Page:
The former National Security Adviser to President Clinton tugs mightily to stretch what is at heart an op-ed piece into a full-dress jeremiad. Lake’s unremarkable thesis is that, although the Cold War is over and the Doomsday clock is ticking a little more slowly, there are still plenty of bad guys out there waiting to bring down Western civilization. Their newfangled weapons range from laptop computers to nerve gas, from fertilizer bombs to ethnic propaganda. In the author’s view, the West is unprepared to deal with such threats, given its fondness for bills of rights and its prevailing view that we need not spend quite as much money on war materiel as was deemed necessary when the Soviet Union was a going concern. But Lake’s view is unremittingly apocalyptic, from his Hooverian title to his painful stretches of invented dialogue and imagined correspondence—presumably thrown in to pep up what would otherwise be a humdrum set of end-of-the-world-as-we-know-it adages and wonkish policy recommendations. “When confronted by governments with murky ties to terrorists, or by those terrorist organizations themselves,” he declares, “we need to secure more options for action between launching missiles, especially without a clear basis, or meekly accepting our fate.”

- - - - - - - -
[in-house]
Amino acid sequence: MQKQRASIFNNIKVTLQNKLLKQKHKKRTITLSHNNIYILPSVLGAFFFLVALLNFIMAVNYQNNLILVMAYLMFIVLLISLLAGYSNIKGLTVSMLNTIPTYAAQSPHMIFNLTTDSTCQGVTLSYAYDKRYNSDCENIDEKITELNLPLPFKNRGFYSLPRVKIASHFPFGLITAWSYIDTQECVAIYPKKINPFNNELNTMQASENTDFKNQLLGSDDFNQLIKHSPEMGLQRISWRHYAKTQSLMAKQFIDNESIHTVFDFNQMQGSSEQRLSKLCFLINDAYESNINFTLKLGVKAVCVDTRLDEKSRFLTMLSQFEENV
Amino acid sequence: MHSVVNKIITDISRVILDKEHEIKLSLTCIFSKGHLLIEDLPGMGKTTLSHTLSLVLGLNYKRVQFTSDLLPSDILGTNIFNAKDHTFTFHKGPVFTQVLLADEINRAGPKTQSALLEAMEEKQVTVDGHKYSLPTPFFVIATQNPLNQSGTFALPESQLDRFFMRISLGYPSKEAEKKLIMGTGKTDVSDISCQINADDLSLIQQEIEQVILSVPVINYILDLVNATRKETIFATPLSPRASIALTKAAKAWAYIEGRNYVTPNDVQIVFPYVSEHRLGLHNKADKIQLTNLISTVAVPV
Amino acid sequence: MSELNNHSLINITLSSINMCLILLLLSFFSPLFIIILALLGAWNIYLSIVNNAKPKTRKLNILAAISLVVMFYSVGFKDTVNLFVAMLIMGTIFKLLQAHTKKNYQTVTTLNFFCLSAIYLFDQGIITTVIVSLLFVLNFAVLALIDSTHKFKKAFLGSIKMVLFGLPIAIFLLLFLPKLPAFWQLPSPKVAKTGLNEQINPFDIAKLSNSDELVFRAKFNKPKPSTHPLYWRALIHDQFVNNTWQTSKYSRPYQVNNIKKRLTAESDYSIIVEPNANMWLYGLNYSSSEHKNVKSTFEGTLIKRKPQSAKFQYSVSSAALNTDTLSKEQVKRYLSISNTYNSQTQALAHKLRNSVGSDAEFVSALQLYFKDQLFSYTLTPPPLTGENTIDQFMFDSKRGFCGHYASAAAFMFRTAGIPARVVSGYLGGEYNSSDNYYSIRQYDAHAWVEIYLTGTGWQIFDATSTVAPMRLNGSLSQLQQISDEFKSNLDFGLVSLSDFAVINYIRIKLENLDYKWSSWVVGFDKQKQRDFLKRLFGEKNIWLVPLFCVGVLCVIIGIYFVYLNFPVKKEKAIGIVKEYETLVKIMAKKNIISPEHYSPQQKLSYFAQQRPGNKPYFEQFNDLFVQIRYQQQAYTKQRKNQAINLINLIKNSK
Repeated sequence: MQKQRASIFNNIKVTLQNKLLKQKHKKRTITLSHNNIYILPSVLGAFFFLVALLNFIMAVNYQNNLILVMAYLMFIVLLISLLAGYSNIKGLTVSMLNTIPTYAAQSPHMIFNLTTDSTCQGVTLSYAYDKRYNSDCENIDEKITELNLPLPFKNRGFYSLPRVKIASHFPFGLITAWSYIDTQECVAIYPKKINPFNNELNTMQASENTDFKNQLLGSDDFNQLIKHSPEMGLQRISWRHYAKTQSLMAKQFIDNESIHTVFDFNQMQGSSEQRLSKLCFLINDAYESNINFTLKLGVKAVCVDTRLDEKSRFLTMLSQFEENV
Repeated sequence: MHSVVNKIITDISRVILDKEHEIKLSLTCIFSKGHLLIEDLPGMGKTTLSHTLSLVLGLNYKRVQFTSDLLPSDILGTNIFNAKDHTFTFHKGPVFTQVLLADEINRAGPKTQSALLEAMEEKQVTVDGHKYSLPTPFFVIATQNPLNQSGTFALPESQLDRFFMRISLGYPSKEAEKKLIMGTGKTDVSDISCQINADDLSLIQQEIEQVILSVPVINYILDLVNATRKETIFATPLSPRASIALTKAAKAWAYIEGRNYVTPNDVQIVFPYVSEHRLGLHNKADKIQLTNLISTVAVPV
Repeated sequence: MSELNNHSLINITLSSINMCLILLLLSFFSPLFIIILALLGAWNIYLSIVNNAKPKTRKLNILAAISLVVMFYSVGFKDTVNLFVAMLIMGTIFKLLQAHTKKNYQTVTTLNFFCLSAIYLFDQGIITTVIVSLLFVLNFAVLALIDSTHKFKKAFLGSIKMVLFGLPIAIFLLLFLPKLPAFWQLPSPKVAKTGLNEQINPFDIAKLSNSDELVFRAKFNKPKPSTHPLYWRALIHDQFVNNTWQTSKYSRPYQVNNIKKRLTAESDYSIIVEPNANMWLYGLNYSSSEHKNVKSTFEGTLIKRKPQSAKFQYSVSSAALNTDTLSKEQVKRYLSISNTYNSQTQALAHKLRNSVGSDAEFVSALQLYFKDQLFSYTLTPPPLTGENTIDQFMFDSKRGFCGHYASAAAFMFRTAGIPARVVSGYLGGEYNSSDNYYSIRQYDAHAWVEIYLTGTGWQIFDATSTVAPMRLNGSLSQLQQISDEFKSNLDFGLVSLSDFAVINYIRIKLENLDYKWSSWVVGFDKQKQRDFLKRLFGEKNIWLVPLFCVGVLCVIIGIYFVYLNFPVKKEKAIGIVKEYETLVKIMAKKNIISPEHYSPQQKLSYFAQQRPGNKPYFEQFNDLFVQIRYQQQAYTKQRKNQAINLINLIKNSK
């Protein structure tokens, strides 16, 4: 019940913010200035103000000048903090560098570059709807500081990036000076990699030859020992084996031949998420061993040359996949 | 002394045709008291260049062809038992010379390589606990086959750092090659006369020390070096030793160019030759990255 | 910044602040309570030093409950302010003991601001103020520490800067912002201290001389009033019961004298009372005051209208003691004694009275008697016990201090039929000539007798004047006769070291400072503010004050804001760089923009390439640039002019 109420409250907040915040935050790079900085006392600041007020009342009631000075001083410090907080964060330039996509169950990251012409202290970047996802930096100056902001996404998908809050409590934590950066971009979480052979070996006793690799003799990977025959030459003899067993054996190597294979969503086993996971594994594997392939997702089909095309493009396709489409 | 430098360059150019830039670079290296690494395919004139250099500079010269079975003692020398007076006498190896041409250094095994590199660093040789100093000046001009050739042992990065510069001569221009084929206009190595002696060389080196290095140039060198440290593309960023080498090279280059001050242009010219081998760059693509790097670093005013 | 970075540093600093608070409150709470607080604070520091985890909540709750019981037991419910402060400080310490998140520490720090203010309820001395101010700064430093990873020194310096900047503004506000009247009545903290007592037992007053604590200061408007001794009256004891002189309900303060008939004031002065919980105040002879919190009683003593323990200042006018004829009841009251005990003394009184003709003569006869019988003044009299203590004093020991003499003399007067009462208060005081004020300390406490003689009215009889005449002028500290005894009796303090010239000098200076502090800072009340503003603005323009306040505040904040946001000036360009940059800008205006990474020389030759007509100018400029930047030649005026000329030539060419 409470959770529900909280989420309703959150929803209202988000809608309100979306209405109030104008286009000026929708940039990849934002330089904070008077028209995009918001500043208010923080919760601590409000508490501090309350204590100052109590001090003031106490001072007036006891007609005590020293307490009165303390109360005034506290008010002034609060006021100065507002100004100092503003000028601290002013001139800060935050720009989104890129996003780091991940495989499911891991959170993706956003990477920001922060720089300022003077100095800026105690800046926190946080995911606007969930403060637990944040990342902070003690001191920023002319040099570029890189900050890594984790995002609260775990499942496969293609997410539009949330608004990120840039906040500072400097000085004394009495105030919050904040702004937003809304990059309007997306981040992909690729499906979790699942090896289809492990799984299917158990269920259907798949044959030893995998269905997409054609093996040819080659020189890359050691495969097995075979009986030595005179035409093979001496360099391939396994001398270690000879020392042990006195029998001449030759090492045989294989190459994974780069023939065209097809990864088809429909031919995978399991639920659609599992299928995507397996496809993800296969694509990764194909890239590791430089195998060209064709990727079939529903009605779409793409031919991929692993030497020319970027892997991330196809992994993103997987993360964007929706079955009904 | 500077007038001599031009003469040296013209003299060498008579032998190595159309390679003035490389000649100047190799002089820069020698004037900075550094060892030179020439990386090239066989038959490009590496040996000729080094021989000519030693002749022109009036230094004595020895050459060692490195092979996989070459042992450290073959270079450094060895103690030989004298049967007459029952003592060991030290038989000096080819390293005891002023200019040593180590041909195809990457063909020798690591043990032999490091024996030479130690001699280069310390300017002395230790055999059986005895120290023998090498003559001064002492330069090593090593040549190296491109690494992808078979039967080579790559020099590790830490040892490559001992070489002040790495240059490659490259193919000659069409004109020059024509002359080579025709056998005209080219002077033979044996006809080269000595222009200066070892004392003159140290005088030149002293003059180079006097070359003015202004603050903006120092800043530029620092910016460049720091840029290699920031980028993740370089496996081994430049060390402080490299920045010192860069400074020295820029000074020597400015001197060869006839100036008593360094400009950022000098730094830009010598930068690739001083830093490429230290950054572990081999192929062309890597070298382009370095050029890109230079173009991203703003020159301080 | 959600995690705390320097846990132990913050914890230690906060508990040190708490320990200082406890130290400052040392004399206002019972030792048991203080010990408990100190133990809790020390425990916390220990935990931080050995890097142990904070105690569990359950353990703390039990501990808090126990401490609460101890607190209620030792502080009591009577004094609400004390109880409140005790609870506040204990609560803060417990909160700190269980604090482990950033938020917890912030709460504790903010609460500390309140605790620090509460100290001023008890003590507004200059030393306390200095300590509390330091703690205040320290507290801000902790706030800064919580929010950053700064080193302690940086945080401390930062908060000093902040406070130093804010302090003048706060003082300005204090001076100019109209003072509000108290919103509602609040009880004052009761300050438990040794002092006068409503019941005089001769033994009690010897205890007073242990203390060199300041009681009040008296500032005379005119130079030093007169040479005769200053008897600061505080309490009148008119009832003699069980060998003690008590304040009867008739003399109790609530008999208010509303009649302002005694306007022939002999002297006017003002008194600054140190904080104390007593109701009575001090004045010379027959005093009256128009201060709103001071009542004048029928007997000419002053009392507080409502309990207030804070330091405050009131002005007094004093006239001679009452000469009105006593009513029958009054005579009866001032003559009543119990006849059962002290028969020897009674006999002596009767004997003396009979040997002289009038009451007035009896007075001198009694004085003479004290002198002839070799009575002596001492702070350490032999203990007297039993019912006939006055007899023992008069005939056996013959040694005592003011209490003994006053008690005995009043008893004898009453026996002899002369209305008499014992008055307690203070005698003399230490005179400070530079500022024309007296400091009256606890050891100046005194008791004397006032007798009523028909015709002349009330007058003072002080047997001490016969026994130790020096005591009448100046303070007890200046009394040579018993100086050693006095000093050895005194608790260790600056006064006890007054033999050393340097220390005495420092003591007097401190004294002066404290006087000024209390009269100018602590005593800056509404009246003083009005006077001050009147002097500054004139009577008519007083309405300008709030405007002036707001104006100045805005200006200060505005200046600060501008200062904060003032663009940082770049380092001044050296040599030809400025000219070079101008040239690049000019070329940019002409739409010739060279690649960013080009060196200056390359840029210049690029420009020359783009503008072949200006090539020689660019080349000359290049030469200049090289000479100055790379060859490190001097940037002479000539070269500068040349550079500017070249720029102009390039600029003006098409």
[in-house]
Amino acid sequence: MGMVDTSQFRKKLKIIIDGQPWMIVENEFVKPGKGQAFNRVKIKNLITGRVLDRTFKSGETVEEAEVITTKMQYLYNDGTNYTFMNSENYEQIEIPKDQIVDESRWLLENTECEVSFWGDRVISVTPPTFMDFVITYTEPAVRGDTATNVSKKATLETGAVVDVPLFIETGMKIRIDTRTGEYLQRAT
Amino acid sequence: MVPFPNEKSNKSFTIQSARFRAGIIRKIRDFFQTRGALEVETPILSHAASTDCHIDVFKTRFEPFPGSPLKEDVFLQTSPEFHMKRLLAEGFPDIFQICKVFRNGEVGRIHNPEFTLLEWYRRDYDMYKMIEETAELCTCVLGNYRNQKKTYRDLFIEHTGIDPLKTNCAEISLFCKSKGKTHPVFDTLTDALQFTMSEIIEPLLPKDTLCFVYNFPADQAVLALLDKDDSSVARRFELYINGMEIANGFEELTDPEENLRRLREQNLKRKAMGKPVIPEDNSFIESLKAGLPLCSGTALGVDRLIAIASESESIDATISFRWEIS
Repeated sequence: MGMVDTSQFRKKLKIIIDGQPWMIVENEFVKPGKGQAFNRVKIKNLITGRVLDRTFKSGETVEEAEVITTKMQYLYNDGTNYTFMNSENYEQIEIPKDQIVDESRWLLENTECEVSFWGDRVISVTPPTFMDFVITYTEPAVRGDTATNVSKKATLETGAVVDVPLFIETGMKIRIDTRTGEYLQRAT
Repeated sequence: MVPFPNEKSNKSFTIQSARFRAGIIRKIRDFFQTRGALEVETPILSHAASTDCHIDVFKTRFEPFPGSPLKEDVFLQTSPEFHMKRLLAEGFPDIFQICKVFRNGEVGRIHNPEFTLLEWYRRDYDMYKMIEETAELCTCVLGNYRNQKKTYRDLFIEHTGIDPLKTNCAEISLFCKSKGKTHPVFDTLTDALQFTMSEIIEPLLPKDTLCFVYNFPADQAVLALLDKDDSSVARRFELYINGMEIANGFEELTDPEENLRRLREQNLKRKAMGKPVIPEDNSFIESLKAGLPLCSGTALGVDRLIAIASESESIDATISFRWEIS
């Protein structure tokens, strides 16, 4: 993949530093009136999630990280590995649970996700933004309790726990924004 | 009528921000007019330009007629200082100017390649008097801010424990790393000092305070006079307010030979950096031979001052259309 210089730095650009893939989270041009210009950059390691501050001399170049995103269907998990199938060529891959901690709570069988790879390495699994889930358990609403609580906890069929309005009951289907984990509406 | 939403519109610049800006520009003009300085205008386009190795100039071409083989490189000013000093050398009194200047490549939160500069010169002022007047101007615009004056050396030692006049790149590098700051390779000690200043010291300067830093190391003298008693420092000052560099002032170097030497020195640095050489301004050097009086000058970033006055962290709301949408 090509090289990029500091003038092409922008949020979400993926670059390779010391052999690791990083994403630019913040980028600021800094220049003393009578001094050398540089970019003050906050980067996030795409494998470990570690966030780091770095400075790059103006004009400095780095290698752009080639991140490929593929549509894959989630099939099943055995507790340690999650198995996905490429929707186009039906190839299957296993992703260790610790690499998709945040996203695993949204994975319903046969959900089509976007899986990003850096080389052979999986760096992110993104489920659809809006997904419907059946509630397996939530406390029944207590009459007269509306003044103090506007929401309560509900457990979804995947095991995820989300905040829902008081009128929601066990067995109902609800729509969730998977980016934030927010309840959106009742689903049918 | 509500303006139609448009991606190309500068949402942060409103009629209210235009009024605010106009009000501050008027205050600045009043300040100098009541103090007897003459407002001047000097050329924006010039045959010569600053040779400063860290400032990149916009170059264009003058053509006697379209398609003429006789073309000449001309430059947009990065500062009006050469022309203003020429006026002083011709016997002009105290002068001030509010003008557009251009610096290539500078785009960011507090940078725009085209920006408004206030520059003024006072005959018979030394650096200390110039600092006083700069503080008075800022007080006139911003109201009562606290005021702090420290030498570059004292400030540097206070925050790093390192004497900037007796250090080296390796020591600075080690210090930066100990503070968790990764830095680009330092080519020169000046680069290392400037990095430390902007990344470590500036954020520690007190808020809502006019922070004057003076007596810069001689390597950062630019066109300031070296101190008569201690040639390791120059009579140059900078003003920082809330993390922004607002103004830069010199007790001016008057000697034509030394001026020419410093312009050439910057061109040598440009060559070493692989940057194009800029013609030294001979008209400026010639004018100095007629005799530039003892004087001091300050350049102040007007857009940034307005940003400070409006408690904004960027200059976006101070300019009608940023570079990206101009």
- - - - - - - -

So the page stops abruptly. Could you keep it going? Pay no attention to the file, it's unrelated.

A pretty damp squib.